Worried about Zoladex

Hey guys!

I'm new here and have only recently been diagnosed with endometriosis after a battle to get a diagnosis for 3 years!

I recently had laparoscopy where they found and removed as much as they could using helica. My consultant has now told me about Zoladex but I'm feeling really worried about the side effects.

I feel like I should try whatever I can to prevent the endometrosis from developing. I have read some sad stories online where it has attacked the ovaries etc and prevented women from getting pregnant. On the other hand I am also terrified of the side effects of Zoladex.

Did anyone else face this problem? What did you guys do for the best?

Holly xx

1 Reply

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  • Hi - where in the UK and how old are you?

    You have presumably been treated in general gynaecology by an obstetrician. Your surgeon says he/she has 'removed' as much as they could by Helica beam. This is a form of 'ablation' that just treats the surface of endo lesions by 'coagulation.' It penetrates just 0.2 mm and so by its promoters is considered safe as it does not damage healthy tissue beneath. But we have to consider what happens when the endo lesion infiltrates deeper that this - it is left to continue growing once the initial effect of treatment has worn off. Also once the endo is blasted the burnt tissue makes it impossible to know if any active endo underneath was left behind. The usual scenario in general gynaecology is to have repeated laps with endo blasted each time because it is never thoroughly treated. This results in unnecessary risk of adhesion formation (scar tissue) that can stick pelvic structures together and cause new problems of their own along with progression of endo.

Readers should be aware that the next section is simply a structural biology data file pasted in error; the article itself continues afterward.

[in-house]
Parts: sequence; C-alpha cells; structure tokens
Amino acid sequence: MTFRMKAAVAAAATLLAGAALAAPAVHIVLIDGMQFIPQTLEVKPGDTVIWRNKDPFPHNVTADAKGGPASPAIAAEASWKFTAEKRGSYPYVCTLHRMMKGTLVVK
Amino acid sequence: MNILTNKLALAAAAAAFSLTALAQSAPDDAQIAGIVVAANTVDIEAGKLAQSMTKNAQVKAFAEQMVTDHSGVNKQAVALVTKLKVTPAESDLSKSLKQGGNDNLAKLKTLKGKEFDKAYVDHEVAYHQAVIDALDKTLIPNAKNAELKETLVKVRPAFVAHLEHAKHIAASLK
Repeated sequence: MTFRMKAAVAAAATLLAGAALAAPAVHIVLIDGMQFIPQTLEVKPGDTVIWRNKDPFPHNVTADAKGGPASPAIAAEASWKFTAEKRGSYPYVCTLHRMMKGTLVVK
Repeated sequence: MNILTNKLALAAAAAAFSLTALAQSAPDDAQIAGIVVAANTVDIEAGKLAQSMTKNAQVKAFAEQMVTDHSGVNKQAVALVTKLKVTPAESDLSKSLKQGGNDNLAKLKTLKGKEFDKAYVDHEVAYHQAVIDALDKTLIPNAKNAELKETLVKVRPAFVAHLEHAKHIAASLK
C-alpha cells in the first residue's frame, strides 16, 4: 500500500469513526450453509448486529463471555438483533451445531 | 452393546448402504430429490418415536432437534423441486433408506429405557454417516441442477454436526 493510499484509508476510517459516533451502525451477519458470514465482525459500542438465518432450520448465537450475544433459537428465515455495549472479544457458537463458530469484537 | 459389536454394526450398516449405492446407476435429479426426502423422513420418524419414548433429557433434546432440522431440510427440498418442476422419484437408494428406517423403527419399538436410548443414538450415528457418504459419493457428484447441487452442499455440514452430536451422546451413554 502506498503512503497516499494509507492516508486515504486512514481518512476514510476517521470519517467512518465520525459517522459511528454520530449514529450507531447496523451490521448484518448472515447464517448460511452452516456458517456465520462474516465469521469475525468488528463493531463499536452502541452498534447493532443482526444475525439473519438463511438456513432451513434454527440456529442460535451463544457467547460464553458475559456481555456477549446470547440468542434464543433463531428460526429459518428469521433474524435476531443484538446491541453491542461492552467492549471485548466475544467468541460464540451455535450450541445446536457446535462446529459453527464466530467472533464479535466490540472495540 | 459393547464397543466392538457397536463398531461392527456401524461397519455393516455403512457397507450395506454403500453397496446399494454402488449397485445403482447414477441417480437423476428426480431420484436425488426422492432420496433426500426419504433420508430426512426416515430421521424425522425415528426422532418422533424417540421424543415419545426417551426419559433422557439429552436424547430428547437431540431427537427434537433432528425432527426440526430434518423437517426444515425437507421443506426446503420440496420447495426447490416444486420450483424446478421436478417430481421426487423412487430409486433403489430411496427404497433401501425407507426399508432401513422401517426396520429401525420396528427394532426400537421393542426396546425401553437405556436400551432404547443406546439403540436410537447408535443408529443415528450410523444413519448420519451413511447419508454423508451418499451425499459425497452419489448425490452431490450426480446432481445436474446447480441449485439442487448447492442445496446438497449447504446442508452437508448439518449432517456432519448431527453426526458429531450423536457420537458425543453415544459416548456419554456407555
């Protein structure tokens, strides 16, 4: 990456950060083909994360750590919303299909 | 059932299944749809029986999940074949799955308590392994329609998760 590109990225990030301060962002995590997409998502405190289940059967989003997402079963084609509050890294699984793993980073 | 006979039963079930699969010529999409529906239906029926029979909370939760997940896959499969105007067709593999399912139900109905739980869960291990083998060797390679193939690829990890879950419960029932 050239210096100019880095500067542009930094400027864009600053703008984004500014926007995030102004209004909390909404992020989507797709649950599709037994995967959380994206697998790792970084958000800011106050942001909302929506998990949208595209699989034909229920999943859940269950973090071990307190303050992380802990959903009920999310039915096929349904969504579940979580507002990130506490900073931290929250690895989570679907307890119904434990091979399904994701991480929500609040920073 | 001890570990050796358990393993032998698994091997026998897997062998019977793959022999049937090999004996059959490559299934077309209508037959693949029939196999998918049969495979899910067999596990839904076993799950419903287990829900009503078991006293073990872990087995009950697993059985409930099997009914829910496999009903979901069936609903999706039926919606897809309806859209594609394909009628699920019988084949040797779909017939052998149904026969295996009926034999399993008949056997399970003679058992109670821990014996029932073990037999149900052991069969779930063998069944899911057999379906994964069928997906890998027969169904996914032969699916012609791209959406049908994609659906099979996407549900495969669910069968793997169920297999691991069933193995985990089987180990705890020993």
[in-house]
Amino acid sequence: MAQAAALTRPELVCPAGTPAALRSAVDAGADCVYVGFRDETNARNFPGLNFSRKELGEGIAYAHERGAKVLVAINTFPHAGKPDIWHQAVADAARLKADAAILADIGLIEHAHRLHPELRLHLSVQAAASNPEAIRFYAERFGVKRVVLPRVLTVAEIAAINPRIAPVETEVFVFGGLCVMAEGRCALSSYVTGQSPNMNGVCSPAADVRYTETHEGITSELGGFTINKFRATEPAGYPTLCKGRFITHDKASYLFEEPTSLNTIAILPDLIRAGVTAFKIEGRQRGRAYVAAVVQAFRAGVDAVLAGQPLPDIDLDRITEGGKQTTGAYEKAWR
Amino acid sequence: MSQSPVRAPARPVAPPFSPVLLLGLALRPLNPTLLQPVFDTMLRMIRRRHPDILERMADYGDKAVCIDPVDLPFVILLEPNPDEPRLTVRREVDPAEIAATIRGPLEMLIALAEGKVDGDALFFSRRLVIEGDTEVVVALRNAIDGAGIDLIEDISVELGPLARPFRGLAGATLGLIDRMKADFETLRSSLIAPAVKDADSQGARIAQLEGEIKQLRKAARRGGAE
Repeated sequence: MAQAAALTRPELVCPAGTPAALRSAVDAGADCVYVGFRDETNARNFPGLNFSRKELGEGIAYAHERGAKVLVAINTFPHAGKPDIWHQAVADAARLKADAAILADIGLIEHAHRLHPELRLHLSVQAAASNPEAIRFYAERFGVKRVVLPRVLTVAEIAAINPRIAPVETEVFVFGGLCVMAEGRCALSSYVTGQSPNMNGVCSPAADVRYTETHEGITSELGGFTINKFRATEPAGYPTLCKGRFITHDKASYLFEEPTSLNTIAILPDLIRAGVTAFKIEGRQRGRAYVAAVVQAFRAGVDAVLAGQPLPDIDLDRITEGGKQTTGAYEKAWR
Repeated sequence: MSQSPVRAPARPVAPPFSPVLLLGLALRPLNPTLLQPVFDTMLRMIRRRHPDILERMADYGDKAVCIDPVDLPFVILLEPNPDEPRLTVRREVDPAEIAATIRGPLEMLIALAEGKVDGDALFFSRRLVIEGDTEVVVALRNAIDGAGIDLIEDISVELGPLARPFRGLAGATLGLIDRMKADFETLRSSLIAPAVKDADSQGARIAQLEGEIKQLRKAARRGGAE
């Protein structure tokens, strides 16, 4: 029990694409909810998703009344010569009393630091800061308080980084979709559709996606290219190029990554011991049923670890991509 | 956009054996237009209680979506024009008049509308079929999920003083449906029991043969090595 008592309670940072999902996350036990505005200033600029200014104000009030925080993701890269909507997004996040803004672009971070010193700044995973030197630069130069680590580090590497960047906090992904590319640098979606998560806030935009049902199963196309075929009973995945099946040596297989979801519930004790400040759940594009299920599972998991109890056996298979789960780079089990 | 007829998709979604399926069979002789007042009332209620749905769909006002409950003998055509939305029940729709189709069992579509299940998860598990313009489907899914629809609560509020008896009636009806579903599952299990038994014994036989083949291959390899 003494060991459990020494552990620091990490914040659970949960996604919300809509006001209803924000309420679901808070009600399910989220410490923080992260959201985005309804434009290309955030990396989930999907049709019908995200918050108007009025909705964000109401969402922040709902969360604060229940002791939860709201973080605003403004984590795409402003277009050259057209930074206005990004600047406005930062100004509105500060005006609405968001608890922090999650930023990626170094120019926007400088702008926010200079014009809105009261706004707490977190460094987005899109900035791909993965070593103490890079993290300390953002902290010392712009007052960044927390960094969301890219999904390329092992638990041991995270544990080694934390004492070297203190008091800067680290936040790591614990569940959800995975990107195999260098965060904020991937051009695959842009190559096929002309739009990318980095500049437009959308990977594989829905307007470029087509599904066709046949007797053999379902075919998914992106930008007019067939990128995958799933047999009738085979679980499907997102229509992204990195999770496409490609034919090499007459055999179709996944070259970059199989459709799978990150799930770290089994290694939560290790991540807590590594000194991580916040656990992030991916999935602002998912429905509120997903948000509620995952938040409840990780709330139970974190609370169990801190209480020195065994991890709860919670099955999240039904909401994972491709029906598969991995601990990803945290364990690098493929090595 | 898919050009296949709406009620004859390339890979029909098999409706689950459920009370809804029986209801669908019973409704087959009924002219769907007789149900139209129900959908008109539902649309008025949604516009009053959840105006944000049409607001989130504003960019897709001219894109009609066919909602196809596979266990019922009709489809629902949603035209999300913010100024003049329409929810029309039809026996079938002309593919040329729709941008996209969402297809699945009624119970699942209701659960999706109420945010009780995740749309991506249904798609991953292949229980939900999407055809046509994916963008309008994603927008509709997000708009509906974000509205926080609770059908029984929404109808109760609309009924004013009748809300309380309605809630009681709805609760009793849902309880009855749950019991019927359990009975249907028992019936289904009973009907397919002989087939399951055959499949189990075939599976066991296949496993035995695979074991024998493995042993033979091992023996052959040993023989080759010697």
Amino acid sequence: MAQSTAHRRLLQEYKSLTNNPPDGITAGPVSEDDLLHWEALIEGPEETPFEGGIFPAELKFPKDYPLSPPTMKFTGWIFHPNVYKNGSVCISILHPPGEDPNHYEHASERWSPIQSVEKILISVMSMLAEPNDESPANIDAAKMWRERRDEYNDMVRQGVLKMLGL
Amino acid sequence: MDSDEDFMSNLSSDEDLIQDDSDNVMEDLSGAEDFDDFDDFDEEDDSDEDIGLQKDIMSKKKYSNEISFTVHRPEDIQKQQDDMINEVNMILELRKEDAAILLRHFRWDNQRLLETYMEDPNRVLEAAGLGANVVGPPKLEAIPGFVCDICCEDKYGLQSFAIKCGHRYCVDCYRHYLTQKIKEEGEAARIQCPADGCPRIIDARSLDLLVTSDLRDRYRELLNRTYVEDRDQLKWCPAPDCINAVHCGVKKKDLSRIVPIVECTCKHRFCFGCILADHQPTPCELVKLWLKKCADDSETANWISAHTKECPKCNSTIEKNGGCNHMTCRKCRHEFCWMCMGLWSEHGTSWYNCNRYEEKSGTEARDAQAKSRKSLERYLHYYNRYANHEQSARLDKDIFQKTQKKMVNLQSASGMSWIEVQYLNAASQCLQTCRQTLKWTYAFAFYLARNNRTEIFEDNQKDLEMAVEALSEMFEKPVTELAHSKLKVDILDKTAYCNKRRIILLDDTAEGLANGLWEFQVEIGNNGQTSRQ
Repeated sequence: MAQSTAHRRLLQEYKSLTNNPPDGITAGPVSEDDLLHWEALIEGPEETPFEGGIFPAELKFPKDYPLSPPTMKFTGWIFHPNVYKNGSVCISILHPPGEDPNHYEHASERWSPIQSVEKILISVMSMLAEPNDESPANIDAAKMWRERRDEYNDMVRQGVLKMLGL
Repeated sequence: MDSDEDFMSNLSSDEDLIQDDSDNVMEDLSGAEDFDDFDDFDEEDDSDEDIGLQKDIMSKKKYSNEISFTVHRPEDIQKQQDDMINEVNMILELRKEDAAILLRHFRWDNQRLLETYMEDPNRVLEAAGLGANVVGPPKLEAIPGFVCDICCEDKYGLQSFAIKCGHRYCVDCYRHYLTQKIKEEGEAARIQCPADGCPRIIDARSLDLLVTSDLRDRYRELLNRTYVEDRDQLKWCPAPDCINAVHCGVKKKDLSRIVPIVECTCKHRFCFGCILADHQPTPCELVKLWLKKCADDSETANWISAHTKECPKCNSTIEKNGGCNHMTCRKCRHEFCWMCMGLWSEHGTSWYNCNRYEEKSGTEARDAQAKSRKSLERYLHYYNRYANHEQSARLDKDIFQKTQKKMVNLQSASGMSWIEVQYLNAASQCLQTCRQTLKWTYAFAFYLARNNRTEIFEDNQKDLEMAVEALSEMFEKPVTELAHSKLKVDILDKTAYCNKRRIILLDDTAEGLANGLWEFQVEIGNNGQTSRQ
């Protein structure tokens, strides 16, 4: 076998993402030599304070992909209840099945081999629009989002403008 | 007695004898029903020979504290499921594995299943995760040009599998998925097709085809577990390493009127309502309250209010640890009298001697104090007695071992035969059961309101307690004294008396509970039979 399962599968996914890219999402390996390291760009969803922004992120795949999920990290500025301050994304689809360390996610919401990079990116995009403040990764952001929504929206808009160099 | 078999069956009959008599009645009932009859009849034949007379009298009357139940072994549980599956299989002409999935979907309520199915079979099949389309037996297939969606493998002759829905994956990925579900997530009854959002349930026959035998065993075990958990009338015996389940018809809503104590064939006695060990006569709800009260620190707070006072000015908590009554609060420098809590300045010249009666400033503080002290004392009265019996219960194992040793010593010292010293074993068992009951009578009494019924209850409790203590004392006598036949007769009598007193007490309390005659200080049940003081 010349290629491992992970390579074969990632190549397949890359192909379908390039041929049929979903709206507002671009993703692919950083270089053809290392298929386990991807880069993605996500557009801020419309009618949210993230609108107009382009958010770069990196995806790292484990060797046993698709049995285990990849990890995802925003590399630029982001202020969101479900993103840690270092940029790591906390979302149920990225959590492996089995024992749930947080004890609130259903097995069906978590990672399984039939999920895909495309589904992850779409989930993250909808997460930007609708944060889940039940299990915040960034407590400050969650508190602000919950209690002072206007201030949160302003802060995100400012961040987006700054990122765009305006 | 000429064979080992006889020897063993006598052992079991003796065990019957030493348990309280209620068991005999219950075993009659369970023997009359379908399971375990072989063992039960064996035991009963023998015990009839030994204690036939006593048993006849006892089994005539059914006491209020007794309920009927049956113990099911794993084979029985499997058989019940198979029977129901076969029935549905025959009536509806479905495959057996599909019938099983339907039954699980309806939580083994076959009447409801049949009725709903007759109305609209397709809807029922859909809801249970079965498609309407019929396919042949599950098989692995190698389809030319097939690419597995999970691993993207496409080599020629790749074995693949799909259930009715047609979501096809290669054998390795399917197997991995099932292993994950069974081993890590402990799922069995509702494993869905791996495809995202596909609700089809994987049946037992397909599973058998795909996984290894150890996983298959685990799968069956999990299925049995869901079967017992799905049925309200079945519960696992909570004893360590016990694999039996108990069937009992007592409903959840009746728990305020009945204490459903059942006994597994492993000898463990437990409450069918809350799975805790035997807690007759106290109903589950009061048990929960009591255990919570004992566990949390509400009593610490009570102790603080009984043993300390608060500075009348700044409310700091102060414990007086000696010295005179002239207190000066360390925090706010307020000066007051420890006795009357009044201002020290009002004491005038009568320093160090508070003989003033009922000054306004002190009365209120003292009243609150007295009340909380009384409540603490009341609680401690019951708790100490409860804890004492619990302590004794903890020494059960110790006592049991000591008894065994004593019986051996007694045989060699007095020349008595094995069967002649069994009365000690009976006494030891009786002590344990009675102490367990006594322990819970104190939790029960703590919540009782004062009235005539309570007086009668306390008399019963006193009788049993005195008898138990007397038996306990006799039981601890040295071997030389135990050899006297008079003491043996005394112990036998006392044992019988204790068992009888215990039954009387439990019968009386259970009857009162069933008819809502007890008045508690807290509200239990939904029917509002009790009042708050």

It has already been confirmed that your endo has been inadequately treated by the fact that they 'removed as much as they could'. They propose these injections for what we have to ask? If it is to shrink any remaining endo then this will not work because if it was too complex for them to remove then it will not 'shrink' away. Only the most minor endo is ever likely to do so. At the very best it may lay dormant for the duration of the treatment only to become reactivated once you stop. And you may suffer severe adverse symptoms for nothing.

    The only definitive way to treat endo is to thoroughly remove all visible disease and since this surgeon has effectively admitted he/she was not skilled enough to do so I should find one who is.

    If you are in England you can see a specialist at an endo centre to have more thorough treatment. If in Scotland, Wales or NI it will depend on where the endo is that was left behind. Do you know where it was from the report sent to your GP?